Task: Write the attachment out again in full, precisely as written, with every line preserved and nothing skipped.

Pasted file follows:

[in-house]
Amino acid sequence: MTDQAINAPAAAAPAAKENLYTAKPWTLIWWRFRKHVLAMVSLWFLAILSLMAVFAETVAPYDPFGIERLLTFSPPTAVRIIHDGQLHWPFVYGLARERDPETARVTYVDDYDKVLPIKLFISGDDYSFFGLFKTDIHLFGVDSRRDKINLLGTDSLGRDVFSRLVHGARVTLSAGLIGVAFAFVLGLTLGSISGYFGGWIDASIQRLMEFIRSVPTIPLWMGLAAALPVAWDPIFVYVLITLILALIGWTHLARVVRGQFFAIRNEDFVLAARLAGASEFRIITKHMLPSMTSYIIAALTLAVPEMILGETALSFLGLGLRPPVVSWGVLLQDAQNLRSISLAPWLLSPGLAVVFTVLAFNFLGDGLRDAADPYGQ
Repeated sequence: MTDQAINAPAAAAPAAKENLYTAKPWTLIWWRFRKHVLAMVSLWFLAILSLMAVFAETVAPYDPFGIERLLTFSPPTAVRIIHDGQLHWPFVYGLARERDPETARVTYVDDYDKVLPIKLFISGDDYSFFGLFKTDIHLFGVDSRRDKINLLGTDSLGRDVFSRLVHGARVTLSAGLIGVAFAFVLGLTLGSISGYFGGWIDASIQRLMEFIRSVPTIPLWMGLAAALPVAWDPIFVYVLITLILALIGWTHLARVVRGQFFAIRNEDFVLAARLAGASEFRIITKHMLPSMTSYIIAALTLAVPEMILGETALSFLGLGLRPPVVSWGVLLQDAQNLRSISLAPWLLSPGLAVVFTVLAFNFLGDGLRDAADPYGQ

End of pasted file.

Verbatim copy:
[in-house]
Amino acid sequence: MTDQAINAPAAAAPAAKENLYTAKPWTLIWWRFRKHVLAMVSLWFLAILSLMAVFAETVAPYDPFGIERLLTFSPPTAVRIIHDGQLHWPFVYGLARERDPETARVTYVDDYDKVLPIKLFISGDDYSFFGLFKTDIHLFGVDSRRDKINLLGTDSLGRDVFSRLVHGARVTLSAGLIGVAFAFVLGLTLGSISGYFGGWIDASIQRLMEFIRSVPTIPLWMGLAAALPVAWDPIFVYVLITLILALIGWTHLARVVRGQFFAIRNEDFVLAARLAGASEFRIITKHMLPSMTSYIIAALTLAVPEMILGETALSFLGLGLRPPVVSWGVLLQDAQNLRSISLAPWLLSPGLAVVFTVLAFNFLGDGLRDAADPYGQ
Repeated sequence: MTDQAINAPAAAAPAAKENLYTAKPWTLIWWRFRKHVLAMVSLWFLAILSLMAVFAETVAPYDPFGIERLLTFSPPTAVRIIHDGQLHWPFVYGLARERDPETARVTYVDDYDKVLPIKLFISGDDYSFFGLFKTDIHLFGVDSRRDKINLLGTDSLGRDVFSRLVHGARVTLSAGLIGVAFAFVLGLTLGSISGYFGGWIDASIQRLMEFIRSVPTIPLWMGLAAALPVAWDPIFVYVLITLILALIGWTHLARVVRGQFFAIRNEDFVLAARLAGASEFRIITKHMLPSMTSYIIAALTLAVPEMILGETALSFLGLGLRPPVVSWGVLLQDAQNLRSISLAPWLLSPGLAVVFTVLAFNFLGDGLRDAADPYGQ